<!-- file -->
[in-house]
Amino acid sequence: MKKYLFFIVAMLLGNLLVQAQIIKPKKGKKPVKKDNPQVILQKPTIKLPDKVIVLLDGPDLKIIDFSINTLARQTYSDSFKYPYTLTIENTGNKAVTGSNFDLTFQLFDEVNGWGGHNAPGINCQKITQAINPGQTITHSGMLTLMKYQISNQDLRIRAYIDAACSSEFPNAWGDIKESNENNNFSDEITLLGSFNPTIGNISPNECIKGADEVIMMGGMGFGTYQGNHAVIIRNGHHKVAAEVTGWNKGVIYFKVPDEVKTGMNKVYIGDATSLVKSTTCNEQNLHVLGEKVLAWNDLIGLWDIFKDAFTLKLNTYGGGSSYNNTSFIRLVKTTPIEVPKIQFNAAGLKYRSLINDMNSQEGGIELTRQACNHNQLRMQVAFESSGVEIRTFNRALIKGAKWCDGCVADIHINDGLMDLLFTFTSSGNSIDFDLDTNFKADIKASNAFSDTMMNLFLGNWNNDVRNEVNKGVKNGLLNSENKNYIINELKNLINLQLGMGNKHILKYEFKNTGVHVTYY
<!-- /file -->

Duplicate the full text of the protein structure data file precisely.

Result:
[in-house]
Amino acid sequence: MKKYLFFIVAMLLGNLLVQAQIIKPKKGKKPVKKDNPQVILQKPTIKLPDKVIVLLDGPDLKIIDFSINTLARQTYSDSFKYPYTLTIENTGNKAVTGSNFDLTFQLFDEVNGWGGHNAPGINCQKITQAINPGQTITHSGMLTLMKYQISNQDLRIRAYIDAACSSEFPNAWGDIKESNENNNFSDEITLLGSFNPTIGNISPNECIKGADEVIMMGGMGFGTYQGNHAVIIRNGHHKVAAEVTGWNKGVIYFKVPDEVKTGMNKVYIGDATSLVKSTTCNEQNLHVLGEKVLAWNDLIGLWDIFKDAFTLKLNTYGGGSSYNNTSFIRLVKTTPIEVPKIQFNAAGLKYRSLINDMNSQEGGIELTRQACNHNQLRMQVAFESSGVEIRTFNRALIKGAKWCDGCVADIHINDGLMDLLFTFTSSGNSIDFDLDTNFKADIKASNAFSDTMMNLFLGNWNNDVRNEVNKGVKNGLLNSENKNYIINELKNLINLQLGMGNKHILKYEFKNTGVHVTYY